pat on May 1, 2009 at 12:47 AM

JohnGalt23 on May 1, 2009 at 12:09 AM

Agreed. It is Chimpy’s fault. But not because of the wars. It was his absolute failure to lead the party with conservative ideals. He let them act like democrats.

csdeven on May 1, 2009 at 12:18 AM

Which seems incredibly hard to do as the GOP Senate and House voted lockstep with the Chimp, Cheney and Rove,

Monkei on May 1, 2009 at 12:47 AM

The Presidency, the Congress and now the Supreme Court. America is lost.

Mason on May 1, 2009 at 12:17 AM

Why not move to Teas and help along with the succession plans.

Monkei on May 1, 2009 at 12:49 AM

Who the hell cares how we got here, we are here. Now to go where is the question. And no, it won’t be to the State of Monkei.

Limerick on May 1, 2009 at 12:51 AM

Fwha…replacing a lefty with another lefty…it’s a wash.

29Victor on May 1, 2009 at 12:56 AM

If we’re going to lay blame, why not at least cast a little blame at people like George Soros, Peter Lewis, Harold Ickes, etc., who spent hundreds of millions, if not billions, lying to the American people in order to get their agenda enacted? Don’t they deserve at least a little blame?

JohnJ on May 1, 2009 at 12:57 AM

It was very nice of the dipsh!t, Souter, to wait until a marxist was in the White House (one that Souter should have reviewed the eligibility of long ago) and the most insane Congress that the US has ever seen.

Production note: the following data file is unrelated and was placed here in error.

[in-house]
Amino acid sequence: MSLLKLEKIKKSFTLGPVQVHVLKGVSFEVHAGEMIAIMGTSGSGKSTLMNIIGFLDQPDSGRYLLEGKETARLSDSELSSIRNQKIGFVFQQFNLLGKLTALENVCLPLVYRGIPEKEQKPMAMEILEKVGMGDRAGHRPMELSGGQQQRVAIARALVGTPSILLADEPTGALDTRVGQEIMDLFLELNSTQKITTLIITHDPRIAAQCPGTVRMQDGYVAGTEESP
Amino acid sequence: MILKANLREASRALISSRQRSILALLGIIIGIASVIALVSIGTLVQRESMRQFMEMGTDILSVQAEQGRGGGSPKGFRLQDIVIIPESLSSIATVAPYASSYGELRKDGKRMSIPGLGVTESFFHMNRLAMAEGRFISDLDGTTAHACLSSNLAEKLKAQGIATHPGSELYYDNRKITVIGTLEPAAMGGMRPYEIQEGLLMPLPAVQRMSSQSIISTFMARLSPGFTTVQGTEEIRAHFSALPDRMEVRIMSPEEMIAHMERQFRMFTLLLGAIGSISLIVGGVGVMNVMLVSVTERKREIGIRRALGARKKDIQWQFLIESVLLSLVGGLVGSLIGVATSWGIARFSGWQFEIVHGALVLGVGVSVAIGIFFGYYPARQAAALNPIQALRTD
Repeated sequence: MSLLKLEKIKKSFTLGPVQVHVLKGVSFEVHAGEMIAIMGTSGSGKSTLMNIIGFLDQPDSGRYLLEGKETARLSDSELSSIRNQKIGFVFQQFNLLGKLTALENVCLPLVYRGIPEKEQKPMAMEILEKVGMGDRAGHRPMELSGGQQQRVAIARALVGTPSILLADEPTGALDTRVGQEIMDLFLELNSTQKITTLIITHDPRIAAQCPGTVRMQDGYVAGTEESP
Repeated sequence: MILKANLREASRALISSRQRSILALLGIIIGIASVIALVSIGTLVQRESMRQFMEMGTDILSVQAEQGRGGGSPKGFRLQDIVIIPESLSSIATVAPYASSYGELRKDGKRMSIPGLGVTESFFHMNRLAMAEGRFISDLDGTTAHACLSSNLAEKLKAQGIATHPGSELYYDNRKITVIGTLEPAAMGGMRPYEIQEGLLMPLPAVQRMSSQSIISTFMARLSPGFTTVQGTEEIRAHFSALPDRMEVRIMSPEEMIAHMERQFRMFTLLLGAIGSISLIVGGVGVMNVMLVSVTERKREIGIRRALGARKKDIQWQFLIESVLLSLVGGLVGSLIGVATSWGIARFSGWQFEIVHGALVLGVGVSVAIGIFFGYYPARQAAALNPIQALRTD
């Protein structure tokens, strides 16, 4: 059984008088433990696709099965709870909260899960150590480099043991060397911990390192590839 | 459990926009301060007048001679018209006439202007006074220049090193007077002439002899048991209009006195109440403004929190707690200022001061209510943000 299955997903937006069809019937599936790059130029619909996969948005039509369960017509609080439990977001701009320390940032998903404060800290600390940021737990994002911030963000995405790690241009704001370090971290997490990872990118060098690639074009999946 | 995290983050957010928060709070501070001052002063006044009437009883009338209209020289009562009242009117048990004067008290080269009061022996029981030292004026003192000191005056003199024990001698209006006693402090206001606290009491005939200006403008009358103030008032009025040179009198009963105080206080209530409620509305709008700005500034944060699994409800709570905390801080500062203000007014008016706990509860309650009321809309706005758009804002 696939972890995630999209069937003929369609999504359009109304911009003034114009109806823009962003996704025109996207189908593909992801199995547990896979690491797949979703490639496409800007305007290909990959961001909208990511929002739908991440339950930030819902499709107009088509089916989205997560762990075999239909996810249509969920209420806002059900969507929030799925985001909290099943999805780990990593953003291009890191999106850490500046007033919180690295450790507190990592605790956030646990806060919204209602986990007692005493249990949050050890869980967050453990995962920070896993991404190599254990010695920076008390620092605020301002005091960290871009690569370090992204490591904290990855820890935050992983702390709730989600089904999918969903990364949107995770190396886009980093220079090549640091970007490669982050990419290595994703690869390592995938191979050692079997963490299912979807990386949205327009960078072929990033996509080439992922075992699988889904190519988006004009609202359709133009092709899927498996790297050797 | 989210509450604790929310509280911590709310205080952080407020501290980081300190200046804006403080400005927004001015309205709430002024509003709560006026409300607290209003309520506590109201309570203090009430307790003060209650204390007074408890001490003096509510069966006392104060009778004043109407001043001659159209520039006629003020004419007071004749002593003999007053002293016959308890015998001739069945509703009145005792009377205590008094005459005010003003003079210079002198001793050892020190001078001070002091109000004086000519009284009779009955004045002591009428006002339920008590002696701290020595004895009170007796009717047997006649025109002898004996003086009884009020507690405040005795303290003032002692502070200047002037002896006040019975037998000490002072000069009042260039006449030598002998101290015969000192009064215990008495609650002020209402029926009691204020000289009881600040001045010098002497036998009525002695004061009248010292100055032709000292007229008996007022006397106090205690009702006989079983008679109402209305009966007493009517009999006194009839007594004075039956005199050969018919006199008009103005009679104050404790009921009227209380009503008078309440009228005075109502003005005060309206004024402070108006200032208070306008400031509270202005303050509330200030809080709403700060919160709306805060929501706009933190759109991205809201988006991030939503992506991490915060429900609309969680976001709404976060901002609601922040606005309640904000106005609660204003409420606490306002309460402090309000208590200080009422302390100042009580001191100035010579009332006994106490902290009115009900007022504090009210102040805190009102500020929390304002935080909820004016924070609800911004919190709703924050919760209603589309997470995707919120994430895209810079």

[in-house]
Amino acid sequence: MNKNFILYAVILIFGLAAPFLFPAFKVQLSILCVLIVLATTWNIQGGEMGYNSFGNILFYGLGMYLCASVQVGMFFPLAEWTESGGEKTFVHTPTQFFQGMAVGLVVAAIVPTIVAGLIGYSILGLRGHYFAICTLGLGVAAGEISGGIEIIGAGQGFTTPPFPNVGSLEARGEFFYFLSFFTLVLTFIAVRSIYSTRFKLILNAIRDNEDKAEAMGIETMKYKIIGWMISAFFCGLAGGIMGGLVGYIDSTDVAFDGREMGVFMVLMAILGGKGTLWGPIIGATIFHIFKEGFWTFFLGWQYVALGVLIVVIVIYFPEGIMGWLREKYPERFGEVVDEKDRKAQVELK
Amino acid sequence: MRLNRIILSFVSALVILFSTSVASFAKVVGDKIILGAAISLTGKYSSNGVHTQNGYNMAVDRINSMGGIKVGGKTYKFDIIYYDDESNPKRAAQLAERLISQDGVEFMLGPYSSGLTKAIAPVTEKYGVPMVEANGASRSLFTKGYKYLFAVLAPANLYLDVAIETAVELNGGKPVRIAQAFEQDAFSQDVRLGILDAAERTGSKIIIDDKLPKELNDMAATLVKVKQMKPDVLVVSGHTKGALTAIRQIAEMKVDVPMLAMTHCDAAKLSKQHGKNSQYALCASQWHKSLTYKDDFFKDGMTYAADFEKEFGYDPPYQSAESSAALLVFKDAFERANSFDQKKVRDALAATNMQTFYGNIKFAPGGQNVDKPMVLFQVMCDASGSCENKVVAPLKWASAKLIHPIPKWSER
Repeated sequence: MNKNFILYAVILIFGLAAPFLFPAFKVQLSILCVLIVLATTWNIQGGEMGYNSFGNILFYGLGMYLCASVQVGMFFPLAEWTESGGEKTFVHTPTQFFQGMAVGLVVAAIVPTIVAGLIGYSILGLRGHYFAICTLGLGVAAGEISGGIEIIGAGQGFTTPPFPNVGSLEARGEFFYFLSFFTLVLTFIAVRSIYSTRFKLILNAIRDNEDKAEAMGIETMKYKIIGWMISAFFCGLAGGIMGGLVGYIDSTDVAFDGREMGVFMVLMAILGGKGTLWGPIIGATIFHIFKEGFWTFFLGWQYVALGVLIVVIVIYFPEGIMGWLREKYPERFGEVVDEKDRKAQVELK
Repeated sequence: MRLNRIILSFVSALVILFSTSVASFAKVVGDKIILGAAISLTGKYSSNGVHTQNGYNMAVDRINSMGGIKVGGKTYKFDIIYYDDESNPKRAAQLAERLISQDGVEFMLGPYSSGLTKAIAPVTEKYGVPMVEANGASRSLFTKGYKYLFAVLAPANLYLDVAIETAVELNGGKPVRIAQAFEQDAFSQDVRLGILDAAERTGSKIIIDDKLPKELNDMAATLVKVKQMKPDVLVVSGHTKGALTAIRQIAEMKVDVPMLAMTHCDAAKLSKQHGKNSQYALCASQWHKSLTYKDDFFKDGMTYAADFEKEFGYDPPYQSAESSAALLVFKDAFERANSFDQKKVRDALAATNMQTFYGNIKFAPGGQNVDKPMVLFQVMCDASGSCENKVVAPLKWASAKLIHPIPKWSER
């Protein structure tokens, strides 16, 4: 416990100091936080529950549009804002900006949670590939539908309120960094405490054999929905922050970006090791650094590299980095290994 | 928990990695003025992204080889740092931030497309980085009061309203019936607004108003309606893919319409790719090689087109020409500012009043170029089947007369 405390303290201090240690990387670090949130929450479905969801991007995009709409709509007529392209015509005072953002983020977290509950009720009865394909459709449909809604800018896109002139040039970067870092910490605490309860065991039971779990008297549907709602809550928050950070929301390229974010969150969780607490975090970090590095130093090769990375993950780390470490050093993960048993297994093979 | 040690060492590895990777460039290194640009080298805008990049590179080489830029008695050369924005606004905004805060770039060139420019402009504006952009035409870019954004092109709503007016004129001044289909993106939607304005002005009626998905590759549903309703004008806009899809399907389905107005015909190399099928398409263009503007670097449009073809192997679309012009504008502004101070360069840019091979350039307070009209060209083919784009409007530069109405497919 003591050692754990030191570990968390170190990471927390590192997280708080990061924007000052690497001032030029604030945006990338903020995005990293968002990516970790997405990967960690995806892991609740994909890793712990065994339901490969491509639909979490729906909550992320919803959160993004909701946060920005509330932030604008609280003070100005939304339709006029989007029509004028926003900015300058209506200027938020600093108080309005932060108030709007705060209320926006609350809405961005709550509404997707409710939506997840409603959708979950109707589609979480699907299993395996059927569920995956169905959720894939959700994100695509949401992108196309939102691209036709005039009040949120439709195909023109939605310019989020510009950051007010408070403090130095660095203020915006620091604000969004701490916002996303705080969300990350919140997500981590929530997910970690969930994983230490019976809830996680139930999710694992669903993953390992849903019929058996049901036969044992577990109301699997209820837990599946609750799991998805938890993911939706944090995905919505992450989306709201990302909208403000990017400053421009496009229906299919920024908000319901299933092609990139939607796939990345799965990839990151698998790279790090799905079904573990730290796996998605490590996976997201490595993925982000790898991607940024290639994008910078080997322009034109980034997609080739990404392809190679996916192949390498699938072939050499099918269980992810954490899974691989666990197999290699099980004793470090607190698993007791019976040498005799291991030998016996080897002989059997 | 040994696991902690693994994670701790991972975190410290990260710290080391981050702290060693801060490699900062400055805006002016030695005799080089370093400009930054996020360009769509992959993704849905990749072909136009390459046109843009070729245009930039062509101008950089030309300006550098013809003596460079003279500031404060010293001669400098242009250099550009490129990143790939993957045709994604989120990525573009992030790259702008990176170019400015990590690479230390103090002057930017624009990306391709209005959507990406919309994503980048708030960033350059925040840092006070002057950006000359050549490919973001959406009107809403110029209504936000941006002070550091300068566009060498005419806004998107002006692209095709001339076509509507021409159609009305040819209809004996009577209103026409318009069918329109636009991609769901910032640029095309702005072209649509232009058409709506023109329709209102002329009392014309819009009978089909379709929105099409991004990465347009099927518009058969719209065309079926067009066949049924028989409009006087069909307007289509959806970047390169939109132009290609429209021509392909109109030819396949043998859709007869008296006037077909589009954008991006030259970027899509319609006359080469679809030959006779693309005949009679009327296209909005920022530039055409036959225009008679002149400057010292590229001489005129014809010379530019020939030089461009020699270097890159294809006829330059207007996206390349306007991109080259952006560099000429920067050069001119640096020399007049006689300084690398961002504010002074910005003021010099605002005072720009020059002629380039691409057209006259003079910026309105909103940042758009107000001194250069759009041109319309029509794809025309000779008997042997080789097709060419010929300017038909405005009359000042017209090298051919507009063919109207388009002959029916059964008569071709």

Souter is a slug.
progressoverpeace on April 30, 2009 at 11:54 PM

He was planning this all along; he could’ve retired a couple of years ago. He was never going to retire under a Republican president. He’s a puke for sure. How in the world H.W. could’ve chosen him is beyond me. We could’ve had Edith Jones, but H.W. listened to that dipsh*t Warren Rudman.

IR-MN on May 1, 2009 at 1:01 AM

I shouldn’t even bother. GWB was never a problem. The MSM was and still is the problem. The Media and the Liberal left never left him alone until 9/11. Then about 3 Months later it started up again.

I really am surprised he won his second term (I voted for him). Almost no-one in Congress stood up for him in his first term, and almost no-one was left in his second term.

If Republicans had really pushed Conservative Ideals in the first four years, history would be different today. Blaming Bush for the obvious failings of congressional members doesn’t hack it with me. I was a lifelong Republican. Now I am a conservative independent. Sorry RNC. You will have to prove to me that you are not Democrat Lite.

marcboyd on May 1, 2009 at 1:10 AM

If we’re going to lay blame, why not at least cast a little blame at people like George Soros, Peter Lewis, Harold Ickes, etc., who spent hundreds of millions, if not billions, lying to the American people in order to get their agenda enacted? Don’t they deserve at least a little blame?

JohnJ on May 1, 2009 at 12:57 AM